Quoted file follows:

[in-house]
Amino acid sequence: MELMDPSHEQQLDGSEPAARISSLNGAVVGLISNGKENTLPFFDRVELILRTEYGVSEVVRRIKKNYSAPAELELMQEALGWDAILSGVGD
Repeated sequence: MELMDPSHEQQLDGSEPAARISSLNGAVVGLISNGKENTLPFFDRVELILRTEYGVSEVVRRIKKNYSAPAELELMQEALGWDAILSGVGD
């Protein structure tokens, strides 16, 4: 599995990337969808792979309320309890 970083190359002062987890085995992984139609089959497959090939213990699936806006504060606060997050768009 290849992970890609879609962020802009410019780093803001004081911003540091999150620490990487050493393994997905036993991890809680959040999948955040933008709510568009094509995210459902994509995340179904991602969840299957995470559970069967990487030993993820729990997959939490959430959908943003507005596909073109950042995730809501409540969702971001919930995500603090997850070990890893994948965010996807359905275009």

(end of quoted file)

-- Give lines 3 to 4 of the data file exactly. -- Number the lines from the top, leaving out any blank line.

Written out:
Repeated sequence: MELMDPSHEQQLDGSEPAARISSLNGAVVGLISNGKENTLPFFDRVELILRTEYGVSEVVRRIKKNYSAPAELELMQEALGWDAILSGVGD
């Protein structure tokens, strides 16, 4: 599995990337969808792979309320309890 970083190359002062987890085995992984139609089959497959090939213990699936806006504060606060997050768009 290849992970890609879609962020802009410019780093803001004081911003540091999150620490990487050493393994997905036993991890809680959040999948955040933008709510568009094509995210459902994509995340179904991602969840299957995470559970069967990487030993993820729990997959939490959430959908943003507005596909073109950042995730809501409540969702971001919930995500603090997850070990890893994948965010996807359905275009």